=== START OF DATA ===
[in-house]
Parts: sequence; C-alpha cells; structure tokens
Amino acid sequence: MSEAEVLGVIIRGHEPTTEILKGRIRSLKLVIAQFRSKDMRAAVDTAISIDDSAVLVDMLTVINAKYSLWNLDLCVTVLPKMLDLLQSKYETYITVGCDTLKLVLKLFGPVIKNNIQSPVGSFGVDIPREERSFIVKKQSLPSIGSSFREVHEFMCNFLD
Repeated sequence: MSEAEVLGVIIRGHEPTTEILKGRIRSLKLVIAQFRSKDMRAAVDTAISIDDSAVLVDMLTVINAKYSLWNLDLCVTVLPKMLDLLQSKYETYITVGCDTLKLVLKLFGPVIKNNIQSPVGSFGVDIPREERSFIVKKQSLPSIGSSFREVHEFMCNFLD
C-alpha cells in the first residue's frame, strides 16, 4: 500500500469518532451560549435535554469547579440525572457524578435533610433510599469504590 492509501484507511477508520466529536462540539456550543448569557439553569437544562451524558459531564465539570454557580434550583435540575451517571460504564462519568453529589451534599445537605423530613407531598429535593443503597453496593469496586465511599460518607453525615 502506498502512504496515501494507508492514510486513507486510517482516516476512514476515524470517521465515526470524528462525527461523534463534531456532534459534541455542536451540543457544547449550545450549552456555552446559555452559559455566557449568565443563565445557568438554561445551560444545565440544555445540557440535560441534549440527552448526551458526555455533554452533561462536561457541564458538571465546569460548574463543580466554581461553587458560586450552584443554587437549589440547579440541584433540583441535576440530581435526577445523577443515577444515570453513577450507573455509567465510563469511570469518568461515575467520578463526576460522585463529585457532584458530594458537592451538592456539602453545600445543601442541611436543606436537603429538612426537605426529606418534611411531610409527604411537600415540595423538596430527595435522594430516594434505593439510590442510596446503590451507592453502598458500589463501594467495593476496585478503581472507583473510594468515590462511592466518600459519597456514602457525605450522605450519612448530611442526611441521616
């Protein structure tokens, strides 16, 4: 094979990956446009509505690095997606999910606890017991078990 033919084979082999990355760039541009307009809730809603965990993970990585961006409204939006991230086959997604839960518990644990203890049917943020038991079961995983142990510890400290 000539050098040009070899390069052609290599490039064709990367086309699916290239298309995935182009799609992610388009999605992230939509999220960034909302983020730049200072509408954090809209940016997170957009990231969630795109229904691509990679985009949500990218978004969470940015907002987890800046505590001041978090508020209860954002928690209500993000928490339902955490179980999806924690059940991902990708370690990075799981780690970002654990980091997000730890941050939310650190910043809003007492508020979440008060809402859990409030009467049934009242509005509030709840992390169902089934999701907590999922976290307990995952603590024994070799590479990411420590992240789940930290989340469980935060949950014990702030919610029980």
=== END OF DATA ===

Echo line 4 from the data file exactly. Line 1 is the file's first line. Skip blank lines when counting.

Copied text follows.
Repeated sequence: MSEAEVLGVIIRGHEPTTEILKGRIRSLKLVIAQFRSKDMRAAVDTAISIDDSAVLVDMLTVINAKYSLWNLDLCVTVLPKMLDLLQSKYETYITVGCDTLKLVLKLFGPVIKNNIQSPVGSFGVDIPREERSFIVKKQSLPSIGSSFREVHEFMCNFLD